Hadrien de Corneillan // Alan Neider // Begi Guggenheim, VANISHING, an exhibition about #climatecare @ Gegner.Haus, Perspektiven Attersee 2021

Fotocredit: Photo courtesy of Hadrien de Corneillan and Art Collection Schlichtner




Our exhibition, which will take place from 10 July 2021 as part of the Perspektiven Attersee in the Gegner-Haus on-site in Abstdorf/Attersee in Austria, is all about art that deals with the topics of CLIMATE PROTECTION, BIODIVERSITY and SUSTAINABILITY.

We have decided to make an online version of our on-site exhibition and are responding not only to the demand of many urgently needed steps to keep the climate and our planet healthy, but also to the CLIMATE CARE VIENNA BIENNALE FOR CHANGE 2021, which is currently taking place in Vienna. We want, within the scope of our possibilities, to set a good example for environmental stewardship.

Our exhibition does not take place in a sterile WHITE CUBE, because we think that there is nothing to gloss over and nothing to alienate concerning this topic. Fittingly, we present our works in the attic of the Gegner-Haus, a vacant building that will soon be demolished. The place corresponds to the basic idea of the art festival Perspektiven Attersee, to present art in unused houses. Also a form of sustainability, as we find.

Hadrien de Corneillan (F) provides the title for this exhibition with his painting "Vanishing". Here he paints a forest with thermolabile paint. If the ambient temperature rises to more than 30° Celsius/86° F – the forest disappears from the scene. If UV rays hit the image – it is destroyed. The questions that the artist asks the viewer is: what are the complicated and interconnected relationships between each of us and humanity as a whole with nature and the environment. Where do we see ourselves in these scenarios? What do we feel and what actions do we derive from it? In his other two works "Off shore/On shore" and "Looking for Arthur", he shows industrial ruins in a similarly meaningful way and thus addresses the relationship between past, present and future.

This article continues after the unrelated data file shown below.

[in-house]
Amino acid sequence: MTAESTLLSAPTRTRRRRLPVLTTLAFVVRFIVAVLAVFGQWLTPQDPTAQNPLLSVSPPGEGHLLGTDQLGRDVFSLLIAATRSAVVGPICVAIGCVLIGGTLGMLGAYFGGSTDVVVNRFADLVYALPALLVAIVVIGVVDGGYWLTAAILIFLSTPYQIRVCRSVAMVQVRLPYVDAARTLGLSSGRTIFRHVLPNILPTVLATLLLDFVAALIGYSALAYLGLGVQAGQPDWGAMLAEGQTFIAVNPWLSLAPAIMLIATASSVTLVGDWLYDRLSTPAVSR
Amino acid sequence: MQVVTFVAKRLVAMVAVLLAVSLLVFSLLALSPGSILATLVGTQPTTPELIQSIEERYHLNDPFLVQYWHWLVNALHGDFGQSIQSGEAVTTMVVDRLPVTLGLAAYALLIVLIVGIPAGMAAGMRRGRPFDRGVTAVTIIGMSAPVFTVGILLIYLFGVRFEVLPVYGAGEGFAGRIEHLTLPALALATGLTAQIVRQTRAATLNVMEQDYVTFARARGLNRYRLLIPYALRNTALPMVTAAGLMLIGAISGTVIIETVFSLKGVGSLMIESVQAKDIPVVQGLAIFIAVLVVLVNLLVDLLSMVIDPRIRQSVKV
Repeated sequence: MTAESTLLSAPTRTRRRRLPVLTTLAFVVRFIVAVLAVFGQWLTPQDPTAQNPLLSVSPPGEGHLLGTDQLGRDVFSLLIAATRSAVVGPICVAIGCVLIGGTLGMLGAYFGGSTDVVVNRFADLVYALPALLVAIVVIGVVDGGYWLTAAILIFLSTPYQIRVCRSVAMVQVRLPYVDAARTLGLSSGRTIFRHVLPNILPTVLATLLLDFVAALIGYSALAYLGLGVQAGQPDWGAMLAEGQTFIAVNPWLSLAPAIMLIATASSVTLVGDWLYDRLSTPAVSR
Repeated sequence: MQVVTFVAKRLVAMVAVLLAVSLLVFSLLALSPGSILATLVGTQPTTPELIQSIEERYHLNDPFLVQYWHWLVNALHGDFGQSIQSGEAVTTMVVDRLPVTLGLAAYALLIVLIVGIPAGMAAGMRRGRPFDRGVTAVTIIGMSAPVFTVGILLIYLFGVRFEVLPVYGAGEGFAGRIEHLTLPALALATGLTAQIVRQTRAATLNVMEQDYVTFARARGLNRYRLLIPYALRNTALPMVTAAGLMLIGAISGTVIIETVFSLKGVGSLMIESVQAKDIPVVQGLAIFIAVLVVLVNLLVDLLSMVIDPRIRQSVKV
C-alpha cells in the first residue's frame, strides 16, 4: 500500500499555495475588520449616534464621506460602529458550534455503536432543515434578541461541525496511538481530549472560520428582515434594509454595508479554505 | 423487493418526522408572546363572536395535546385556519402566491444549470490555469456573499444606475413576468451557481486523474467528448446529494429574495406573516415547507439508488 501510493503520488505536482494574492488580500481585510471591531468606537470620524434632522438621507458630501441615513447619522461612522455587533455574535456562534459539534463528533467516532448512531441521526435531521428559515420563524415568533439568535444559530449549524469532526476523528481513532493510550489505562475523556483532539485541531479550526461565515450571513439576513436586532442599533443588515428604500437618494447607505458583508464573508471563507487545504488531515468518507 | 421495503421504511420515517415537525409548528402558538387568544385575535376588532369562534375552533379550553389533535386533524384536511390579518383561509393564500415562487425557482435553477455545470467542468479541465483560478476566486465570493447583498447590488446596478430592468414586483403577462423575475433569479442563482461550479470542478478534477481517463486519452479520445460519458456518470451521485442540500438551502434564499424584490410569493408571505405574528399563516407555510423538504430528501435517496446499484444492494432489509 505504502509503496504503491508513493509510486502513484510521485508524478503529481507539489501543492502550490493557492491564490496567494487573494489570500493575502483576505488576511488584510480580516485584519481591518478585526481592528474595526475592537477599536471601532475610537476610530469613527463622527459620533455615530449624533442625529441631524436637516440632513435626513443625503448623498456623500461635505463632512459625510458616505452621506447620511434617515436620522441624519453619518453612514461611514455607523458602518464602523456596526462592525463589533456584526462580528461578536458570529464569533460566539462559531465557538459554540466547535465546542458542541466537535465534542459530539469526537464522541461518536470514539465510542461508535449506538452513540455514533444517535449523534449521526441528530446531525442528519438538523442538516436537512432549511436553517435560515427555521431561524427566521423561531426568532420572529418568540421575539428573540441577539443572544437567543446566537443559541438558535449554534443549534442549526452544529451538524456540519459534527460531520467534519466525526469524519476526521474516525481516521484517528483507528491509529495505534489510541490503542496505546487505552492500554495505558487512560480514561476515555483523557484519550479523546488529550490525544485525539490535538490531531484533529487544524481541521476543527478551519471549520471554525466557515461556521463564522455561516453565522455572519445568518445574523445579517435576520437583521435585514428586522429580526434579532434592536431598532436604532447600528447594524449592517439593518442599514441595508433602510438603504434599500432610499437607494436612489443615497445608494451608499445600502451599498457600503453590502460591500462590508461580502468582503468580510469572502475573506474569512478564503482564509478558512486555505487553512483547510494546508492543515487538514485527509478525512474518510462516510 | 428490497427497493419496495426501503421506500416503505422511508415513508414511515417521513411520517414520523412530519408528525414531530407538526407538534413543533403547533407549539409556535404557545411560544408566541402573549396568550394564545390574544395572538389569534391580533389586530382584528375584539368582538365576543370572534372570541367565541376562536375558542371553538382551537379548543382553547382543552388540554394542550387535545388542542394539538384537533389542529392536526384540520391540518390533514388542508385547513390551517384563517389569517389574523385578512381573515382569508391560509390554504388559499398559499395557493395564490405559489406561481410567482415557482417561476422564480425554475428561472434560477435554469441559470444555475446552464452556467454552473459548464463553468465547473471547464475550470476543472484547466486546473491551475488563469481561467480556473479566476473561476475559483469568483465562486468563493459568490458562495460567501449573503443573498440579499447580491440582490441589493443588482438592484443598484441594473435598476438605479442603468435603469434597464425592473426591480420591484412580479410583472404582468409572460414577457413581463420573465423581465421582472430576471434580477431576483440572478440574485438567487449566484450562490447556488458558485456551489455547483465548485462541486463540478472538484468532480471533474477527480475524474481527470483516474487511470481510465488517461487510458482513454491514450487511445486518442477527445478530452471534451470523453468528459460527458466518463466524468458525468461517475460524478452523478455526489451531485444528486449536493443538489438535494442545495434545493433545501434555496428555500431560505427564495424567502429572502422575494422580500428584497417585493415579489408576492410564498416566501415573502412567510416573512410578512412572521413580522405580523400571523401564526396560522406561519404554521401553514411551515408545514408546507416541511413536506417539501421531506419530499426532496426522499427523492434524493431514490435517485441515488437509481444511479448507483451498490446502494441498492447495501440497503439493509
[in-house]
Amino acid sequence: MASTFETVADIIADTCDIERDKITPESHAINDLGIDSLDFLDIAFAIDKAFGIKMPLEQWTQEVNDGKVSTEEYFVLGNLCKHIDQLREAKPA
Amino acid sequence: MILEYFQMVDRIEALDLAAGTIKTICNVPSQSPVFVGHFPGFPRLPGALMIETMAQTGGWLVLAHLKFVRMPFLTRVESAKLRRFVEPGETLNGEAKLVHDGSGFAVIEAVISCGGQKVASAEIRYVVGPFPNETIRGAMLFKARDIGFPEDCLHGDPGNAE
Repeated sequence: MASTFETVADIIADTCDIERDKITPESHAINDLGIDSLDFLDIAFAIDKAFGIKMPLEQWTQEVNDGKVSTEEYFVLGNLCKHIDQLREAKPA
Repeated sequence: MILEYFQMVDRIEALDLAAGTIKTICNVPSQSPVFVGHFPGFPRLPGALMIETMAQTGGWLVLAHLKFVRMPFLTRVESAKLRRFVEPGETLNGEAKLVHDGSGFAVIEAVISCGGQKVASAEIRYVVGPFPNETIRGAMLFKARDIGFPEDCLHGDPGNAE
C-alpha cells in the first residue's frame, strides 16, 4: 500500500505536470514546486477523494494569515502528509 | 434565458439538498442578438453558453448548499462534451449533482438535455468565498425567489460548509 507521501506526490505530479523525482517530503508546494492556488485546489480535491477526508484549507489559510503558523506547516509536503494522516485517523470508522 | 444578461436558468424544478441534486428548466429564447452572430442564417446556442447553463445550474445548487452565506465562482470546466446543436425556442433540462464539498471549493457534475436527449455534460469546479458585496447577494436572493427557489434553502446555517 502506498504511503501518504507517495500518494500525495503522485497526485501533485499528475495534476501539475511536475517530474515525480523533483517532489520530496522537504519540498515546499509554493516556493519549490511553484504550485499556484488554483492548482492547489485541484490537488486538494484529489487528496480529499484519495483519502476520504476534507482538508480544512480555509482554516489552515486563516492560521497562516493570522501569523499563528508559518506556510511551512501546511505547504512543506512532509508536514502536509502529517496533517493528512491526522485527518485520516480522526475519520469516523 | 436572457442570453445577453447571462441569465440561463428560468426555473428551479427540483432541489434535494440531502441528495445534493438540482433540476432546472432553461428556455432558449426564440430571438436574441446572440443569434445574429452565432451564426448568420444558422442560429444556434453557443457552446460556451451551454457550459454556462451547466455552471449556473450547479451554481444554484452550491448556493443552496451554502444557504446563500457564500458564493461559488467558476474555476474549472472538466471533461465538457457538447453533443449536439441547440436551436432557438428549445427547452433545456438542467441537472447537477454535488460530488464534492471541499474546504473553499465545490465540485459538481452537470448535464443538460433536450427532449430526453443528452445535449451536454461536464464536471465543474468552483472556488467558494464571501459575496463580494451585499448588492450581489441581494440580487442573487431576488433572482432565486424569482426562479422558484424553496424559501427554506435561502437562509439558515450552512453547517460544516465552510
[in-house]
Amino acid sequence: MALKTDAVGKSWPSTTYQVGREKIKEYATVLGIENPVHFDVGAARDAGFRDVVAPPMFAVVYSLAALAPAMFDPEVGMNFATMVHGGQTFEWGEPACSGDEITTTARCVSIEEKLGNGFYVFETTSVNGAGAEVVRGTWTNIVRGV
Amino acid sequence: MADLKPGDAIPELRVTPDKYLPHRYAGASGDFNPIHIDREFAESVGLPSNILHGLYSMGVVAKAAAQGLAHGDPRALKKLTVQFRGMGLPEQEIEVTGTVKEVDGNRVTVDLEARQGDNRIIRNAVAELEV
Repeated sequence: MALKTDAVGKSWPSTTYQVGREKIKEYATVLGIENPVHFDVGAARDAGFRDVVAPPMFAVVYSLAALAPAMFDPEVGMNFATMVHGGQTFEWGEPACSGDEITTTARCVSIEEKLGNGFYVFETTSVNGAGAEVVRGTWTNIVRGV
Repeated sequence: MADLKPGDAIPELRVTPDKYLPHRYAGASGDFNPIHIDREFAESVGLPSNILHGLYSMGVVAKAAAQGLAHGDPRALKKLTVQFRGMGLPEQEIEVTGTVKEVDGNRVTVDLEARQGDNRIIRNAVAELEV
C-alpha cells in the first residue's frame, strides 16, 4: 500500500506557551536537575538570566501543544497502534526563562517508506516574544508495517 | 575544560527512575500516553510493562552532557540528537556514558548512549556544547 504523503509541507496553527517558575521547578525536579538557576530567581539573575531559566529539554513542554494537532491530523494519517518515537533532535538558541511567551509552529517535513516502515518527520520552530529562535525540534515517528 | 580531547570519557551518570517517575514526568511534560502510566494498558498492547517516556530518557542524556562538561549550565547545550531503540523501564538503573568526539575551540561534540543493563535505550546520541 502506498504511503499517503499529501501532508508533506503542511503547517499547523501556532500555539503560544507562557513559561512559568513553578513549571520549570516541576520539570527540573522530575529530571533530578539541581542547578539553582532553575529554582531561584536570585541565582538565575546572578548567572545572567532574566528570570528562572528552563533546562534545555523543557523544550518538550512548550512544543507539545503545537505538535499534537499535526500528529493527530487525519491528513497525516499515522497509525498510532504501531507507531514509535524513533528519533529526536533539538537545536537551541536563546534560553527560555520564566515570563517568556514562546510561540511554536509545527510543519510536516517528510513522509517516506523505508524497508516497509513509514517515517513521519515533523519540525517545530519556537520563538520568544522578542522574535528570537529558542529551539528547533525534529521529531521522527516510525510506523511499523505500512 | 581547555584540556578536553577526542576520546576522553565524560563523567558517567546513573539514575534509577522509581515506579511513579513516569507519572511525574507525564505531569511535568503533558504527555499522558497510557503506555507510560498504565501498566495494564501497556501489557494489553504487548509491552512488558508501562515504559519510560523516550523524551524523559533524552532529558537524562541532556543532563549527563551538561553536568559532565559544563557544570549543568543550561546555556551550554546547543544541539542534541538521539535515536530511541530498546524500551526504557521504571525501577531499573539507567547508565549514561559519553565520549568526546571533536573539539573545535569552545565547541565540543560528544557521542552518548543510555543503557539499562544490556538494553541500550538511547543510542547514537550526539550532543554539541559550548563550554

Alan Neider (USA) has been working since the 1970s on the exploitation of found objects for his objects, assemblages and paintings. 50 years ago, he moved into a house in Chicago and found glass remnants, wood, and metal in the basement and turned them into objects that he cemented with tar. Today he uses clothing and fabric remnants, sacks, bags and jute for his works and comes back to his works from the 70s with his two "Paint &Tar" paintings with the material tar. With his "Ikea painting" utilizing the famous blue Ikea sack, he alludes to mass production and mass consumption. With "Tapestry JB5" and his "Blanket Painting" he shows how to make art made of 100% recycled materials, namely blankets, fabric and paint, thus showing ways of recycling at the highest level.  

Begi Guggenheim (GE/AUT) installs the intervention entitled "10000" for the exhibition, which consists of 100% garbage. He found glass doors, scrap metal, plastic bags, styrofoam and from them produced art, thus recycling them. He wants to show that man-made things, when they are abandoned, take  extremely long to decompose or do not degrade at all. It would take at least 10000 years, or … never. As an art object, however, the parts are recycled and we can therefore speak of a sustainable project. With the sculpture "Wanderqualle (Mastigias)", the artist alludes to rising sea levels. The work depicts a jellyfish that has developed legs and now leaves the sea and can go ashore - an allegory to the threat to humanity as a result of overexploitation and revenge of nature. A designer piece represents the "lamp", which is made entirely of everyday materials and thus binds CO2 as a work of art.

We can look at art from different angles. It is important to talk about art, because this is how it can unfold into its full potential. In addition to the aesthetic dimension we are interested in the added value in cultural, social and ecological terms. When we review the individual works of art on display, we get to know the phases of the processes of change that are important for a healthy planet Earth: the insight that change is needed – the rehearsing of new behaviors – and the consolidation of new habits for a new balance.



curator Andreas Schlichtner

assistant curator Begi Guggenheim

text edited by Kelly Dale